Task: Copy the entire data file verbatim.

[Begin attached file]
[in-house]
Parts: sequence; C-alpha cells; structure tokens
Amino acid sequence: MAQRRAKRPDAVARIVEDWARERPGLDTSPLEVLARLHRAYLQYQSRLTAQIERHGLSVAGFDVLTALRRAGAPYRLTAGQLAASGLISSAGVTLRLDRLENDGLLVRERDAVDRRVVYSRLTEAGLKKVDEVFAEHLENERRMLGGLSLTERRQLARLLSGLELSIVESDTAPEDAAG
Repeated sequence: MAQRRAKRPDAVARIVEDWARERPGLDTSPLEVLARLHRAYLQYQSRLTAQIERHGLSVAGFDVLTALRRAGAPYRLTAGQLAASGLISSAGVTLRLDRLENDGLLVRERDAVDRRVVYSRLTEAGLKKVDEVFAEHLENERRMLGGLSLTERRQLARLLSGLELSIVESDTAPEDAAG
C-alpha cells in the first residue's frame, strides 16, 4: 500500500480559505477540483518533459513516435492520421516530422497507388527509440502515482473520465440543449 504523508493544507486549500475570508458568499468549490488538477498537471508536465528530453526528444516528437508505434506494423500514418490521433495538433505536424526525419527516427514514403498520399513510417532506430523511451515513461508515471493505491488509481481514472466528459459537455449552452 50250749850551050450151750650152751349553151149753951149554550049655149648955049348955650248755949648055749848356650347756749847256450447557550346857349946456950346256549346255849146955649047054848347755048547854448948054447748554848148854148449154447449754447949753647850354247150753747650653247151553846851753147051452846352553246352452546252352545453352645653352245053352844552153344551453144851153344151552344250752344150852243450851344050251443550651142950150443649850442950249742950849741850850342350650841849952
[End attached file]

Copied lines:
[in-house]
Parts: sequence; C-alpha cells; structure tokens
Amino acid sequence: MAQRRAKRPDAVARIVEDWARERPGLDTSPLEVLARLHRAYLQYQSRLTAQIERHGLSVAGFDVLTALRRAGAPYRLTAGQLAASGLISSAGVTLRLDRLENDGLLVRERDAVDRRVVYSRLTEAGLKKVDEVFAEHLENERRMLGGLSLTERRQLARLLSGLELSIVESDTAPEDAAG
Repeated sequence: MAQRRAKRPDAVARIVEDWARERPGLDTSPLEVLARLHRAYLQYQSRLTAQIERHGLSVAGFDVLTALRRAGAPYRLTAGQLAASGLISSAGVTLRLDRLENDGLLVRERDAVDRRVVYSRLTEAGLKKVDEVFAEHLENERRMLGGLSLTERRQLARLLSGLELSIVESDTAPEDAAG
C-alpha cells in the first residue's frame, strides 16, 4: 500500500480559505477540483518533459513516435492520421516530422497507388527509440502515482473520465440543449 504523508493544507486549500475570508458568499468549490488538477498537471508536465528530453526528444516528437508505434506494423500514418490521433495538433505536424526525419527516427514514403498520399513510417532506430523511451515513461508515471493505491488509481481514472466528459459537455449552452 50250749850551050450151750650152751349553151149753951149554550049655149648955049348955650248755949648055749848356650347756749847256450447557550346857349946456950346256549346255849146955649047054848347755048547854448948054447748554848148854148449154447449754447949753647850354247150753747650653247151553846851753147051452846352553246352452546252352545453352645653352245053352844552153344551453144851153344151552344250752344150852243450851344050251443550651142950150443649850442950249742950849741850850342350650841849952